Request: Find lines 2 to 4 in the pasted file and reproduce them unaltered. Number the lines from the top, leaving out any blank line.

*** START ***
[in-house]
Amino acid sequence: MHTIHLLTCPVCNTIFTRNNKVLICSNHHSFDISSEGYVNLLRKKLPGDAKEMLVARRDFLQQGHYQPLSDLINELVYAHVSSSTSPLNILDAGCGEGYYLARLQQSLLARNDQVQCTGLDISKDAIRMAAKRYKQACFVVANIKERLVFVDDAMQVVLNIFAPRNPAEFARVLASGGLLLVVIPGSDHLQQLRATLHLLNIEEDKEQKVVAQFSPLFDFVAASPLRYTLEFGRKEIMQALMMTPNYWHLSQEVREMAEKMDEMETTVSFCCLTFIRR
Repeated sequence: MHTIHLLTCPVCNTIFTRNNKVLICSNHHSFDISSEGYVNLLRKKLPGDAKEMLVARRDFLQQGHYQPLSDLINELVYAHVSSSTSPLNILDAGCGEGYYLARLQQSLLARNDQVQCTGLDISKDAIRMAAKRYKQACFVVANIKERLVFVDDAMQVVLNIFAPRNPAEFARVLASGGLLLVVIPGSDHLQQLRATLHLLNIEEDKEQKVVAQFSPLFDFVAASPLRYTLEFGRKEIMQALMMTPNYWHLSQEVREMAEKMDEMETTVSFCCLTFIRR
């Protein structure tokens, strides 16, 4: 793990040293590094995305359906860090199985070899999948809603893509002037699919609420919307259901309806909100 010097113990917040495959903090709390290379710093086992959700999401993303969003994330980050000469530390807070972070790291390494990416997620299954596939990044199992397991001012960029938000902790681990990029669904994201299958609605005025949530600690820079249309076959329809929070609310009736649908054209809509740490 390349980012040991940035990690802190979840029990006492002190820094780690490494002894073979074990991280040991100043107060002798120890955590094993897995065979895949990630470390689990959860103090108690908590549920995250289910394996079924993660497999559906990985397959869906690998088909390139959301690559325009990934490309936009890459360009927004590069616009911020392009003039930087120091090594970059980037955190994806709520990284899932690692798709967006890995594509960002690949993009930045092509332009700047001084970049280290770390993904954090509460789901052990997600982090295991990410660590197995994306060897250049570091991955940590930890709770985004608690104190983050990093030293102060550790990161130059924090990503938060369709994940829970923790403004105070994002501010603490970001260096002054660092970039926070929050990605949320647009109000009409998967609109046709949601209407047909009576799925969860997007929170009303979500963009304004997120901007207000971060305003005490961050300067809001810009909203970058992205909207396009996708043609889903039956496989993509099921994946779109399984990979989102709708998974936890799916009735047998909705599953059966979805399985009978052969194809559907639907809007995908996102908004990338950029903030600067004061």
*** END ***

Amino acid sequence: MHTIHLLTCPVCNTIFTRNNKVLICSNHHSFDISSEGYVNLLRKKLPGDAKEMLVARRDFLQQGHYQPLSDLINELVYAHVSSSTSPLNILDAGCGEGYYLARLQQSLLARNDQVQCTGLDISKDAIRMAAKRYKQACFVVANIKERLVFVDDAMQVVLNIFAPRNPAEFARVLASGGLLLVVIPGSDHLQQLRATLHLLNIEEDKEQKVVAQFSPLFDFVAASPLRYTLEFGRKEIMQALMMTPNYWHLSQEVREMAEKMDEMETTVSFCCLTFIRR
Repeated sequence: MHTIHLLTCPVCNTIFTRNNKVLICSNHHSFDISSEGYVNLLRKKLPGDAKEMLVARRDFLQQGHYQPLSDLINELVYAHVSSSTSPLNILDAGCGEGYYLARLQQSLLARNDQVQCTGLDISKDAIRMAAKRYKQACFVVANIKERLVFVDDAMQVVLNIFAPRNPAEFARVLASGGLLLVVIPGSDHLQQLRATLHLLNIEEDKEQKVVAQFSPLFDFVAASPLRYTLEFGRKEIMQALMMTPNYWHLSQEVREMAEKMDEMETTVSFCCLTFIRR
């Protein structure tokens, strides 16, 4: 793990040293590094995305359906860090199985070899999948809603893509002037699919609420919307259901309806909100 010097113990917040495959903090709390290379710093086992959700999401993303969003994330980050000469530390807070972070790291390494990416997620299954596939990044199992397991001012960029938000902790681990990029669904994201299958609605005025949530600690820079249309076959329809929070609310009736649908054209809509740490 390349980012040991940035990690802190979840029990006492002190820094780690490494002894073979074990991280040991100043107060002798120890955590094993897995065979895949990630470390689990959860103090108690908590549920995250289910394996079924993660497999559906990985397959869906690998088909390139959301690559325009990934490309936009890459360009927004590069616009911020392009003039930087120091090594970059980037955190994806709520990284899932690692798709967006890995594509960002690949993009930045092509332009700047001084970049280290770390993904954090509460789901052990997600982090295991990410660590197995994306060897250049570091991955940590930890709770985004608690104190983050990093030293102060550790990161130059924090990503938060369709994940829970923790403004105070994002501010603490970001260096002054660092970039926070929050990605949320647009109000009409998967609109046709949601209407047909009576799925969860997007929170009303979500963009304004997120901007207000971060305003005490961050300067809001810009909203970058992205909207396009996708043609889903039956496989993509099921994946779109399984990979989102709708998974936890799916009735047998909705599953059966979805399985009978052969194809559907639907809007995908996102908004990338950029903030600067004061």